The Senate Banking Committee passed regulatory relief bill Tuesday morning that could provide significant lending relief to credit unions, according to the Credit Union National Association.
The Economic Growth, Regulatory Relief and Consumer Protection Act passed the committee with a vote of 16-7 Tuesday following a markup that morning.
“This bipartisan regulatory relief package is an example of what we can achieve when we work together,” said Senator Joe Donnelly (D-Indiana) in a Senate press release. “The proposal would provide long-awaited regulatory relief to community banks and credit unions unintentionally burdened by rules intended to hold Wall Street accountable.”
A few senators worried the Economic Growth, Regulatory Relief and Consumer Protection Act would roll back Dodd-Frank Wall Street Reform and Consumer Protection Act too far, giving big banks undue regulatory relief. Dodd-Frank was signed into federal law by former President Barack Obama in 2010 as a response to the financial crisis.
But the new regulatory relief bill contains provisions that would provide credit unions with much needed relief — something a few senators mentioned during Tuesday morning’s session. In particular, the bill contains a provision specific to credit unions that would exempt one-to-four, non-owner occupied residential loans from a credit union’s member business lending cap. Right now, government regulation prevents credit unions from lending more than 12.25 percent of their assets in most cases. CUNA estimates that exempting those specific residential loans from that cap would free up as much as $4 billion in additional capital credit unions could lend.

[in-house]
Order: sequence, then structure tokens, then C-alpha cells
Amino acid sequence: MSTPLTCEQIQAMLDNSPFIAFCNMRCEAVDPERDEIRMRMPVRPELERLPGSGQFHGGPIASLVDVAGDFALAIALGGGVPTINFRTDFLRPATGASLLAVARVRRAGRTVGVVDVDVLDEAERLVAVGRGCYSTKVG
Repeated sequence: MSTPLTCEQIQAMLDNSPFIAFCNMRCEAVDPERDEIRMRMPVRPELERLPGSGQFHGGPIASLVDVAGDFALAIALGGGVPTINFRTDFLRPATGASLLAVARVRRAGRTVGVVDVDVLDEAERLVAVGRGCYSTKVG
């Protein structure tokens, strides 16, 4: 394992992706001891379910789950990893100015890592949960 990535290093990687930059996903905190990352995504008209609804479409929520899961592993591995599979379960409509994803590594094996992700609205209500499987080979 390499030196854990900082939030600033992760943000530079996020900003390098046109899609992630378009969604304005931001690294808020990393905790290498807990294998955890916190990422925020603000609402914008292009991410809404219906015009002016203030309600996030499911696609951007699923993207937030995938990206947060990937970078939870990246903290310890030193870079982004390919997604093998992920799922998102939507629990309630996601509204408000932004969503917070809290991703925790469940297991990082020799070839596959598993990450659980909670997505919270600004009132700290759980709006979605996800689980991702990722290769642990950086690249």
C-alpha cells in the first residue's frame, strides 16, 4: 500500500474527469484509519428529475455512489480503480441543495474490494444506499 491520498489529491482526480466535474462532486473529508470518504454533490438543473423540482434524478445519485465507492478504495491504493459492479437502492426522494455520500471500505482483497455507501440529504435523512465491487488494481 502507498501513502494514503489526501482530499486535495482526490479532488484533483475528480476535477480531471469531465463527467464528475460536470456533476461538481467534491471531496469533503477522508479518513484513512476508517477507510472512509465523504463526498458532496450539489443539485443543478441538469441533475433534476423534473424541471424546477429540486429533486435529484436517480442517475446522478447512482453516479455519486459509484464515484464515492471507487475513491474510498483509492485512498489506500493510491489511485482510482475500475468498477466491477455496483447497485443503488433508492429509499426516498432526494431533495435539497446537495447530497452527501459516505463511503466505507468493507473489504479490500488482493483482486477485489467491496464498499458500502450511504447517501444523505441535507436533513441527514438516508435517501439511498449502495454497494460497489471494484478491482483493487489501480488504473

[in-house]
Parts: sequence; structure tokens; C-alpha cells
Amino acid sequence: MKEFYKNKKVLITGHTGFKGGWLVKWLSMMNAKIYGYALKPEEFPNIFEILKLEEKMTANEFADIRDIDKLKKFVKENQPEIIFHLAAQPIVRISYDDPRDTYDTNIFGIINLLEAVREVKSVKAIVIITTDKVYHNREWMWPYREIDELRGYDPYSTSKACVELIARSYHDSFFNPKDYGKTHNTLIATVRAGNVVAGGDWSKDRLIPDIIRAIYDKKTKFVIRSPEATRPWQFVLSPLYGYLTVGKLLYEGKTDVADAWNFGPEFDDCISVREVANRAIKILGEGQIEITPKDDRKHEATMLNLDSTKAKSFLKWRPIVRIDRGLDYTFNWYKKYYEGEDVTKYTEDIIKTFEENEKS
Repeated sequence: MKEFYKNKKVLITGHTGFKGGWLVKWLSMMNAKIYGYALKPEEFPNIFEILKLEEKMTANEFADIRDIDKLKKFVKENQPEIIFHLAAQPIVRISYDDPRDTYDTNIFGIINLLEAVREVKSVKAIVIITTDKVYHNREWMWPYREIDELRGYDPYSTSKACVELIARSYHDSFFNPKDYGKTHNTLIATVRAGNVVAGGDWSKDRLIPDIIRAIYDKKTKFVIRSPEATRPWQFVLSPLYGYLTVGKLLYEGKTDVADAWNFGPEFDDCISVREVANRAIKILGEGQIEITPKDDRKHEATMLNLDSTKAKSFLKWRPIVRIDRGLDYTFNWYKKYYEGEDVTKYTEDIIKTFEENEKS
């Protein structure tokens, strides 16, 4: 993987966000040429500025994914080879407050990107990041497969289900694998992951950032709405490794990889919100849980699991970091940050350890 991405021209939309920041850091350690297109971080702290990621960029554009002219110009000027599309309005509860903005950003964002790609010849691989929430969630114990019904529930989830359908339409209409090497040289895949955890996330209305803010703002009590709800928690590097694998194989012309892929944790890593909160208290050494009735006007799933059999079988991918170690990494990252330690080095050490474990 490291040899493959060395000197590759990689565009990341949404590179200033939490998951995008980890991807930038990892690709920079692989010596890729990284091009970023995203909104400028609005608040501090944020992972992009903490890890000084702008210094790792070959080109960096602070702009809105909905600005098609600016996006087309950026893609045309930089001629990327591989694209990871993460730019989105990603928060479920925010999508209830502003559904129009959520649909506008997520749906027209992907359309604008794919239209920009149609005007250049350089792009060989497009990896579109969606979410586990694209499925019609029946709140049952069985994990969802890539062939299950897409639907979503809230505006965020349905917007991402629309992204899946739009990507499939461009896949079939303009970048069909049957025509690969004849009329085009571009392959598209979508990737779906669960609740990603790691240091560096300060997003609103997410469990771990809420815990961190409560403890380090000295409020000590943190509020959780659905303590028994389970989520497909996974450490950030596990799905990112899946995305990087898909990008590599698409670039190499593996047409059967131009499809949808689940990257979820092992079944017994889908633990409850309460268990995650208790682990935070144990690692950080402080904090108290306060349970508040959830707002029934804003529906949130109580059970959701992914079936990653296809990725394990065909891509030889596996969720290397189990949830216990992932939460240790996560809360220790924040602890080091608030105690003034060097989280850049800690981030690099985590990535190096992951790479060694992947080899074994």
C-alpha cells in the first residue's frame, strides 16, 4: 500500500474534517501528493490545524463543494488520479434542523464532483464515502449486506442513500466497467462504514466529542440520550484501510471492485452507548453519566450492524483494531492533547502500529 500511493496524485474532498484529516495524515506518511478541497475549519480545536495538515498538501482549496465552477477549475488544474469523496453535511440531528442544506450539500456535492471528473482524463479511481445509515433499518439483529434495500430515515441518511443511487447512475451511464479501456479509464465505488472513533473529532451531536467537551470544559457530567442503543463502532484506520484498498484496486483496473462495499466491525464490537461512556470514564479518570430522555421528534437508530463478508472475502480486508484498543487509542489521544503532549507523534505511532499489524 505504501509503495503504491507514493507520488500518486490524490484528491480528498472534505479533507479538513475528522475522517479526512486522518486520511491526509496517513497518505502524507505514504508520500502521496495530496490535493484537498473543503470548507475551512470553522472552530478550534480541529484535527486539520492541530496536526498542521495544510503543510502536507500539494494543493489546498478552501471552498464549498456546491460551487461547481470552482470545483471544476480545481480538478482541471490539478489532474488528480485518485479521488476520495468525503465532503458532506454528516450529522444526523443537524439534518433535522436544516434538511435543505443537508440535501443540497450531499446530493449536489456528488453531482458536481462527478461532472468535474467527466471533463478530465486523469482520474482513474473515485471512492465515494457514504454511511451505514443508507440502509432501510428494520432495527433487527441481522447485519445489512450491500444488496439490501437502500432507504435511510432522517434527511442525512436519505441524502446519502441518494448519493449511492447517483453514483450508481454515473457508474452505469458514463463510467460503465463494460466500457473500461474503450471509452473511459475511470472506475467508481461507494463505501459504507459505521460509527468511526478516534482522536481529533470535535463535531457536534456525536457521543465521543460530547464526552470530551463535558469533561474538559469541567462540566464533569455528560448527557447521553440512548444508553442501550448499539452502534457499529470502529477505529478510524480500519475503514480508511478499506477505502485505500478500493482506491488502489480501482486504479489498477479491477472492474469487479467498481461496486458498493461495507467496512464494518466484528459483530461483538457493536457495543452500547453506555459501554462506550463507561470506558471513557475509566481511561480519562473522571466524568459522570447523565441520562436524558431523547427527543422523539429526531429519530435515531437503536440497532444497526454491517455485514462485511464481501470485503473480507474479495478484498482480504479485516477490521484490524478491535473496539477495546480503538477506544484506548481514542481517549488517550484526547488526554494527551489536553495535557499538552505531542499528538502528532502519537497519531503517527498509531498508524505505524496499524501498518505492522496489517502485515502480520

Other provisions of the bill would change mortgage servicing and lending rules, help protect reporters of suspected senior abuse and require the Treasury to study cyber risks.
The Economic Growth, Regulatory Relief and Consumer Protection Act was introduced in mid-November and was quickly applauded by credit union advocates.
“This legislation represents a significant breakthrough in bipartisan negotiations and contains many provisions that would improve the operating environment for credit unions and allow them more effectively to help their members realize their financial goals,” said Credit Union National Association President and CEO Jim Nussle in a CUNA press release.
The bill still has a ways to go before it becomes law and Nussle said advocates should remain vigilant.
“Advancing this bill through committee is a strong first step, but credit unions must remain engaged and keep up the momentum to get this bill to the finish line,” he said in a CUNA press release.
To watch a video of Tuesday’s markup, click here.